Shoulder pain pumps are small, portable medical devices used to manage post-operative pain. They are used after surgery by surgeons to deliver, through a catheter, continuous doses of anesthetic drugs directly into the incision site. These shoulder pain pumps, manufactured and distributed by I-Flow, Stryker, Breg, Sgarlatto, Curlin, Moog and McKinley Medical, among others, are typically useful devices to control pain.
What is the Injury in Most Shoulder Pain Pump Lawsuits?
Continuous injection of these anesthetics directly into the shoulder can cause severe and permanent damage to the shoulder joint cartilage. The anesthetic kills the shoulder cartilage cells (chondrocytes) which progressively erodes the cartilage. Patients injured by pain pumps develop a condition called "chondrolysis," which is the complete or nearly complete loss of cartilage in the shoulder joint. It is irreversible, disabling, and excruciatingly painful.
These patients typically require additional surgeries, including complete shoulder joint replacement. Orthopedic surgeons understand how devastating this process is the medical literature reports that "the prognosis for these shoulders is grim" (Petty, D.H. et al., Glenohumeral Chondrolysis After Shoulder Arthroscopy, Am. J. Sports Med. 32:(2)509 (2004)). The Petty study looked at 152 arthroscopic shoulder surgery patients. All but 12 of the patients who used shoulder pain pumps developed chondrolysis.
The first case report claiming the occurrence of chondrolysis in a patient, where a continuous infusion of local anesthetics was used, was in 2007. Several other case reports followed. The question is why the medical or scientific community was unable to deduce the risk to cartilage from infusion of local anesthetics into joints sooner. Victims claimed there should have been better studies. The defendants argued that since there had been injections of local anesthetics into joints for years, the length of time pain pumps had been used in relation to shoulder surgery, and the peer-reviewed clinical trials showing that continuous infusion of local anesthetics into joints was helping patients, there was just no way to know.What is Glenohumeral Chondrolysis After Shoulder Arthroscopy?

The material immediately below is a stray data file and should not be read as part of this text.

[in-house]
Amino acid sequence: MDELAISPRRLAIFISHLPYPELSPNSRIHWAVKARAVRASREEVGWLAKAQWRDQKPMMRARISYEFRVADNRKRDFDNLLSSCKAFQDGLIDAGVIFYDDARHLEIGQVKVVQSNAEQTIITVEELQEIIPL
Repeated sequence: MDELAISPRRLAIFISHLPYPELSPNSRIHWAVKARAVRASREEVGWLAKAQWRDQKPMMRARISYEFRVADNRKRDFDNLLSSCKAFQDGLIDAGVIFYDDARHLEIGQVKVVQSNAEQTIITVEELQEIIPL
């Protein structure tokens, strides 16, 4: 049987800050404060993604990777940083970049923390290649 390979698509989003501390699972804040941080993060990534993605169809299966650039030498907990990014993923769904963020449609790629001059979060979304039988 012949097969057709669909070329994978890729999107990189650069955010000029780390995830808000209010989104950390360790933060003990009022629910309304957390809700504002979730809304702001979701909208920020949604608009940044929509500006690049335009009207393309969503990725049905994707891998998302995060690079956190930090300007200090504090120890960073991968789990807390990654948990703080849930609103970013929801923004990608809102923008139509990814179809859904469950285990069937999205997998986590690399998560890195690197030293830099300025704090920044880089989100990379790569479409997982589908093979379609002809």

Glenohumeral Chondrolysis After Shoulder Arthroscopy (Post-Arthroscopic Glenohumeral Chondrolysis, or "PAGCL") occurs when the cartilage in the shoulder joint deteriorates. Cartilage is a dense tissue that cushions the bones of a joint. If cartilage is lacking, the bones will grind together. The result is extreme pain, and sometimes chronic arthritis. Accordingly, PAGCL is extremely painful and can cause life-long disability.
PAGCL is not immediately identifiable. Cruelly, patients enjoy preliminary success with therapy, but the progress is illusory. Soon, the patients have compromised cartilage leading to shoulder joint space narrowing that causes bone-on-bone friction. This leads to decreased motility, joint popping, and pain that can sometimes be debilitating.What Did the Shoulder Pain Pump Manufacturers Do to Test These Pain Pumps for Safety?
To add insult to injury, the manufacturers of these pumps did not perform a single study to determine whether the pumps were safe to use near cartilage. They did not adequately search the medical literature to find studies that demonstrated the dangers anesthetic drugs posed to cartilage. Furthermore, some manufacturers applied to the FDA numerous times for approval to place the pump's catheter in the intra-articular joint space right next to the cartilage. The FDA denied those applications not once, but three times, for safety reasons. Regardless, the manufacturers continued to promote their shoulder pain pumps. Why? Shoulder pain pumps are incredibly profitable for medical device companies, even factoring in the cost of hiring lawyers to defend the shoulder pain pump lawsuits that have ensued. This desire for profit distracted shoulder pain pump manufacturers from focusing on the obvious: these devices can cause severe injury when the pumps are used to anesthetize areas near joint cartilage, like the shoulder.